For Immediate Release
April 23, 2007
WASHINGTON, D.C. — Since the Bush Administration released its aviation financing reform proposal on February 14, there has been a significant amount of misinformed rhetoric about the potential impact of the proposal on the U.S. general aviation (GA) community. The FAA is aware that GA in the U.S. is more vibrant than anywhere else in the world, and GA — from corporate jets to small personal aircraft — plays a vital role in the U.S. economy.
The FAA is proud to help support that role, and strongly believes it is in the national interest to have a strong GA community. In developing our cost-based financing proposal, we balanced numerous interests, including feedback from the GA community, in an attempt to avoid overly burdening any one segment of the industry.
This paper clarifies some key aspects of the reform proposal with respect to the GA community.
Myth: The proposal forces GA to pay more than its fair share of the FAA’s costs.
- The Administration’s proposal is based on an air traffic cost allocation that assigns the costs of over 600 different line items to users based on who drives the cost. This allocation is simple and transparent, but also extremely thorough. It uses the most granular and comprehensive cost and activity information the FAA has ever had.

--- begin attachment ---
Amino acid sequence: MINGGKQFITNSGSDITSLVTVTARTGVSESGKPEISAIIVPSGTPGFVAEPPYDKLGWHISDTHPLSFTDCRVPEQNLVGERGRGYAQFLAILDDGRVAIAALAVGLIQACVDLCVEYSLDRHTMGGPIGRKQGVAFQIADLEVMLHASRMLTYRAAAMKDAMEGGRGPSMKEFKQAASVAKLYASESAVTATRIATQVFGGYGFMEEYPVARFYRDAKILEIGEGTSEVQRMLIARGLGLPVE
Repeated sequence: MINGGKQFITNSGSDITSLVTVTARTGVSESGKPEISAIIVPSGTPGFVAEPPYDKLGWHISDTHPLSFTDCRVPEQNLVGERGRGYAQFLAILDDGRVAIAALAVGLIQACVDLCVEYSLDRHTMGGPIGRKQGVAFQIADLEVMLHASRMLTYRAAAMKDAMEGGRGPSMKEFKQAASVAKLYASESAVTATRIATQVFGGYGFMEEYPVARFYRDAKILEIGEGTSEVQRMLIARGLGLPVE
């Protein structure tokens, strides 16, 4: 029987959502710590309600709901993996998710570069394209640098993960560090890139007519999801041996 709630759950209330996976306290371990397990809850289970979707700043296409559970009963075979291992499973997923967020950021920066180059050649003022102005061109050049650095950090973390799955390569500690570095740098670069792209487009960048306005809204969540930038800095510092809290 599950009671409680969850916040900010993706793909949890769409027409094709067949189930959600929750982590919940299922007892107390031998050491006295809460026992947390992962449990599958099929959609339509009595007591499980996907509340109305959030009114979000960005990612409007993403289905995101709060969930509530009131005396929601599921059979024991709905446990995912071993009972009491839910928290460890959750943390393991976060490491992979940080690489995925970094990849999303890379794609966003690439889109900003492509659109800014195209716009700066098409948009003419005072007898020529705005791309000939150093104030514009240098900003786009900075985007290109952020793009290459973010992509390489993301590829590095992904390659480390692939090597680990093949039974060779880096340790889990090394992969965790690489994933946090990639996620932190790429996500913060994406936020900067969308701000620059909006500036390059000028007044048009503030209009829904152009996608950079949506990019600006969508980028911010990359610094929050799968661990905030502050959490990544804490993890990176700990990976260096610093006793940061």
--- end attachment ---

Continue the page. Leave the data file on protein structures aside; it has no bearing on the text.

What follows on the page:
- The allocation found that GA drives approximately 16 percent of the costs of air traffic services. Nearly 10 percent is related to high performance GA aircraft such as corporate jets, while 6 percent is related to piston GA aircraft. These figures do not include flight service stations, which largely serve the GA community.
- In contrast, GA currently contributes just over 3 percent of the taxes that flow into the Airport and Airway Trust Fund.
- The proposal would increase GA’s share of the user taxes and fees to 11 percent — with 10 percent coming from jets and other high performance aircraft and only 1 percent from piston users. While this is higher than GA’s current share, it is still well below their share of the costs. This is because the Administration’s proposal would have the general fund pay for the costs of towers at airports with less than 100,000 commercial enplanements. These towers primarily serve the GA community.
Myth: The FAA’s cost allocation assumes that “a blip is a blip” and doesn’t account for airlines driving the costs through peak usage, while GA is only a marginal user.
- The cost allocation recognizes that a piston “blip” does not drive the same costs as a jet “blip.” It also recognizes that a flight into an airport like Cheyenne, Wyoming drives very different costs from a flight into Chicago O’Hare.